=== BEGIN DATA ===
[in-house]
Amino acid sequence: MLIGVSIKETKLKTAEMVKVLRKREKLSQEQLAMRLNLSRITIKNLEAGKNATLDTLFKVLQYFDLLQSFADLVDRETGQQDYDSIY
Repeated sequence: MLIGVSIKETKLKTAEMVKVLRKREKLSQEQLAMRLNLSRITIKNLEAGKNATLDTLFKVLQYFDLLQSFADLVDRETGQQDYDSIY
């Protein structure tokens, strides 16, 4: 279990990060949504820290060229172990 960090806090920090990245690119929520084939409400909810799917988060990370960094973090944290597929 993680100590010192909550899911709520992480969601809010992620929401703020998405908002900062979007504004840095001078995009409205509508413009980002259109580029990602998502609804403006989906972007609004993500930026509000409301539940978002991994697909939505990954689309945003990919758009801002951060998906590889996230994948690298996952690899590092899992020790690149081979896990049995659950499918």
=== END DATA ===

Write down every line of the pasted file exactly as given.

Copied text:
[in-house]
Amino acid sequence: MLIGVSIKETKLKTAEMVKVLRKREKLSQEQLAMRLNLSRITIKNLEAGKNATLDTLFKVLQYFDLLQSFADLVDRETGQQDYDSIY
Repeated sequence: MLIGVSIKETKLKTAEMVKVLRKREKLSQEQLAMRLNLSRITIKNLEAGKNATLDTLFKVLQYFDLLQSFADLVDRETGQQDYDSIY
């Protein structure tokens, strides 16, 4: 279990990060949504820290060229172990 960090806090920090990245690119929520084939409400909810799917988060990370960094973090944290597929 993680100590010192909550899911709520992480969601809010992620929401703020998405908002900062979007504004840095001078995009409205509508413009980002259109580029990602998502609804403006989906972007609004993500930026509000409301539940978002991994697909939505990954689309945003990919758009801002951060998906590889996230994948690298996952690899590092899992020790690149081979896990049995659950499918």